When the influenza pandemic roared into North Georgia in the fall of 1918, schools closed and some activities shut down for a few weeks.
Local newspapers were filled with obituaries of people dying from "the Spanish flu" or pneumonia, which often followed. While the elderly and children weren't immune, most of those who died were in their 20s, 30s and 40s. Among the victims was the Rev. H.F. Wood, former Hall County school superintendent and pastor of Central Baptist Church.
The disease picked up the name Spanish flu, but it probably didn't originate in Spain. Some believe it started in Kansas, but there were other theories, including the tight quarters and unsanitary conditions soldiers were exposed to during World War I in Europe. Indeed, many of the fatalities in the Great War, as it was called then, were attributed to the flu.
"If this Spanish flu did come from Germany," the Gainesville News wrote, "we hope Uncle Sam will not release his forces until he drives it back over there. It has killed more people on this side than German bullets killed on the other side, that is, of our own Army."
The flu pandemic put a damper on the good news from overseas. While many North Georgians died in battle, the war was winding down and the country would be celebrating the armistice on Nov. 11.
Gainesville schools suspended classes for a week in October 1918. Yet it would be three weeks before they would reopen. City officials ordered the one movie theater closed and banned other public gatherings.
They also shut down a carnival that was operating in Gainesville, although the Northeast Georgia Fair itself continued before orders for closings went out. In some areas, funerals were limited to 15 minutes.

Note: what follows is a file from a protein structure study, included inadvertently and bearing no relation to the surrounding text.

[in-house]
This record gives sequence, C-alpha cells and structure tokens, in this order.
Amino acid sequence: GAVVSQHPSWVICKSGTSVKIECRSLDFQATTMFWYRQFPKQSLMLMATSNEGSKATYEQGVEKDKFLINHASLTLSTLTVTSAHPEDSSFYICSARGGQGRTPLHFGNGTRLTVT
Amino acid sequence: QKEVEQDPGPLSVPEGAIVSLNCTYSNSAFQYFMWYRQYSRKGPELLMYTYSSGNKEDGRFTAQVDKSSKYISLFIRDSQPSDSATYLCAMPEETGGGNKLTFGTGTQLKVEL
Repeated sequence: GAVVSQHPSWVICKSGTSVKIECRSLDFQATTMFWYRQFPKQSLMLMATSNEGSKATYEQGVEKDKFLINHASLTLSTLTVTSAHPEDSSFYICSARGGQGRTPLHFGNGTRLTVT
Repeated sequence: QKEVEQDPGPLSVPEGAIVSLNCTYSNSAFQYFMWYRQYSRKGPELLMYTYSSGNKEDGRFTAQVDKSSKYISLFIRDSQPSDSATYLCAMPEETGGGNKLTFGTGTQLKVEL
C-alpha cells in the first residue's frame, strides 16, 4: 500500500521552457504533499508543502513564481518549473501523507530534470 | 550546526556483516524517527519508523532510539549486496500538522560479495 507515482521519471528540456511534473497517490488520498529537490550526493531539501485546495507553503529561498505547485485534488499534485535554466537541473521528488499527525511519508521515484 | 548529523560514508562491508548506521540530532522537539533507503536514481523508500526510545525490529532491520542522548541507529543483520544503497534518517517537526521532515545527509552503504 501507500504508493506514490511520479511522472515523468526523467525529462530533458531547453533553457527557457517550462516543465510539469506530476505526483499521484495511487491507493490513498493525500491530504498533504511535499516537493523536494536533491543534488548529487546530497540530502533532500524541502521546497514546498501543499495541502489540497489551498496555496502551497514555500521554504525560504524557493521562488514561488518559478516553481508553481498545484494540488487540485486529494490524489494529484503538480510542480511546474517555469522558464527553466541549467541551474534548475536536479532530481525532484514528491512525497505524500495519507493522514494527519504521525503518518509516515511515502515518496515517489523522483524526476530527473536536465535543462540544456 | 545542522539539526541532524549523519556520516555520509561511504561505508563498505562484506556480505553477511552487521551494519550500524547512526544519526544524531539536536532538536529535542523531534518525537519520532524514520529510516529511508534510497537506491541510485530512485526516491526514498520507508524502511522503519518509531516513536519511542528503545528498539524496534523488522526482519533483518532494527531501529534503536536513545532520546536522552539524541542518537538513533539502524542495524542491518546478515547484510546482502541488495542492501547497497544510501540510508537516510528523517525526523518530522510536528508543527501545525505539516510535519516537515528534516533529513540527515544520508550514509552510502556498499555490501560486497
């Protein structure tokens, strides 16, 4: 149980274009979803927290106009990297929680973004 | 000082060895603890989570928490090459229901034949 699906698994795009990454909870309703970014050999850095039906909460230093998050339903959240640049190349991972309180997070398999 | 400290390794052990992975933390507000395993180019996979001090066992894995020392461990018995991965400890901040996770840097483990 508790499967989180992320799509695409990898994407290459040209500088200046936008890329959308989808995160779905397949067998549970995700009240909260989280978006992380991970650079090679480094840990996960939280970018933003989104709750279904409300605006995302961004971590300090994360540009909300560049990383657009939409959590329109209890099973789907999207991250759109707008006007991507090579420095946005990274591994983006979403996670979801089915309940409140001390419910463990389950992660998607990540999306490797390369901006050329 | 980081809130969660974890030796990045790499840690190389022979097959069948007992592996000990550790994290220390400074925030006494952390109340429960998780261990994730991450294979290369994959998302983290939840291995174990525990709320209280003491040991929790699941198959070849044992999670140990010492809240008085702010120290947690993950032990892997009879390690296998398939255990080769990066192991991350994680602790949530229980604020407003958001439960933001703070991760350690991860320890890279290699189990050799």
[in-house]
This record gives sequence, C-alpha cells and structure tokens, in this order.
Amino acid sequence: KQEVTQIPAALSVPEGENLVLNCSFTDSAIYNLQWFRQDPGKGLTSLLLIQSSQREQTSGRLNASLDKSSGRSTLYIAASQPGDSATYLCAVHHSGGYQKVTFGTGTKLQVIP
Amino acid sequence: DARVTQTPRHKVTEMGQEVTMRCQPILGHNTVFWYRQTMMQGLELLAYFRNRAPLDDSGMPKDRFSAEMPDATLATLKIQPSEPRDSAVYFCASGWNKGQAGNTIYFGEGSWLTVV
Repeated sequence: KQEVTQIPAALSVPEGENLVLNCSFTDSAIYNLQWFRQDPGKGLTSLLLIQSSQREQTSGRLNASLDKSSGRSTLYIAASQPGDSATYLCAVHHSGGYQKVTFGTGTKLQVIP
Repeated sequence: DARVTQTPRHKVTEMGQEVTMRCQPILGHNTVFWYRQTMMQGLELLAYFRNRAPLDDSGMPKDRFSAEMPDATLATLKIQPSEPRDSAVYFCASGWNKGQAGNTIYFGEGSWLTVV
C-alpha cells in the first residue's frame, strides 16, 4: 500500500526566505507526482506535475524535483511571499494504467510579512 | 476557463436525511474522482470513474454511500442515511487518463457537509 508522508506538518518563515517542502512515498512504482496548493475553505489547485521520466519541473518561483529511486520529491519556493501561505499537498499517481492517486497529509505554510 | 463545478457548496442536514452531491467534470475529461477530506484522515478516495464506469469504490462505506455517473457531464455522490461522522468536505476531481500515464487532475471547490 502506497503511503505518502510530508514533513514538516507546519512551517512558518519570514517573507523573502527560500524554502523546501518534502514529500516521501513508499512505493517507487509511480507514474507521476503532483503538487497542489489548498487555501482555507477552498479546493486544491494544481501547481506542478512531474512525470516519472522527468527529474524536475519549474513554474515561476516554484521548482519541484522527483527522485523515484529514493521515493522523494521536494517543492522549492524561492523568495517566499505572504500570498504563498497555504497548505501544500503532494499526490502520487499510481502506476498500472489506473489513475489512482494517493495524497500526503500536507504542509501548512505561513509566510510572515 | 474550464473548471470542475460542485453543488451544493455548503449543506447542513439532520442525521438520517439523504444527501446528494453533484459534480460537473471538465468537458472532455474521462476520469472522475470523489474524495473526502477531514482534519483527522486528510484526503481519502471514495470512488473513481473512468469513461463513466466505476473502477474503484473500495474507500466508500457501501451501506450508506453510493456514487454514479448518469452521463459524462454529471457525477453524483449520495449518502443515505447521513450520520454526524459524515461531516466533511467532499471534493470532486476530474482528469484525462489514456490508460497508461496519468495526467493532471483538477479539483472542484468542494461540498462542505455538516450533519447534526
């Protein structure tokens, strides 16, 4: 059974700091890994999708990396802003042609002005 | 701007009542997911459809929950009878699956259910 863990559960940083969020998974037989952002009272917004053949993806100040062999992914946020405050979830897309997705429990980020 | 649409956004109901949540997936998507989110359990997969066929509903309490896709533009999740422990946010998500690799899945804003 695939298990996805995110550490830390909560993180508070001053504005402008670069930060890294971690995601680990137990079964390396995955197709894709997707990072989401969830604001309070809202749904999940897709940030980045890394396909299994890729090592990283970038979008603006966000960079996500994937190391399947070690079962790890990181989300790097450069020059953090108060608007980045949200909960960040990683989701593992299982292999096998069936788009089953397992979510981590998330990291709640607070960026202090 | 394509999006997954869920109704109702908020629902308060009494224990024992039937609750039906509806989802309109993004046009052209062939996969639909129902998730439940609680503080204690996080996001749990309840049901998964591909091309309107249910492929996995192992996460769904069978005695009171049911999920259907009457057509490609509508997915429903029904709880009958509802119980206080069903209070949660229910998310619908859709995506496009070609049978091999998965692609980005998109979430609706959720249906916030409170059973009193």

Businesses suffered because workers either were sick or stayed home to avoid contact with those who might have been exposed. Potential customers stayed off the streets except for necessities.
Health officials put out warnings: "Everybody is cautioned to carefully watch the cases that develop in their homes and to begin a vigorous doctoring of such cases as soon as they break out. Spraying, gargling, etc., help to ward off the disease, and the ordinary remedies of bad colds, if used immediately are helpful in breaking up the disease in its incipiency.
"If you find yourself tired, weak and run-down . or if you catch cold easily ... you are in great danger because the germ of this disease is very catching, and you are apt to fall an easy victim if you come in contact with the germs."
The U.S. Surgeon General, Rupert Blue, advised those affected to "go home at once and go to bed." No one should sleep in the same room with an infected person, and only a nurse should be allowed to go into the room, he said. Runny noses should be mopped with gauze, which should be burned immediately, Blue wrote.
Those attending the sick not only should wear masks but a covering over their clothes, he advised.
The first week in November 1918, Gainesville officials lifted their ban on public gatherings after few new cases of the flu were reported. "... the disease has been practically stamped out here through efficient and prompt precautionary measures," the News reported. Sunday school and worship services, some of which had been suspended, had resumed, though attendance continued off.
Schools reopened with 51 percent attendance, and 43 percent of those in school had had the flu but recovered.
"It is thought that in a short time," the News wrote, "the epidemic will have been stamped out entirely. But it will be remembered for years to come as one of the worst epidemics that has visited this city in a long while."
The pandemic started in March 1918 and ended in 1919, but cases of flu were still being reported as late as summer 1920.
No official estimate of deaths attributed to the flu pandemic is available for Hall County, but it could have numbered in the hundreds throughout North Georgia. Worldwide, estimates ranged as high as 100 million.
Johnny Vardeman is retired editor of The Times and can be reached at 2183 Pinetree Circle N.E., Gainesville, GA 30501; phone 770-532-2326. His column appears Sundays. You can read his recent columns on gainesvilletimes.com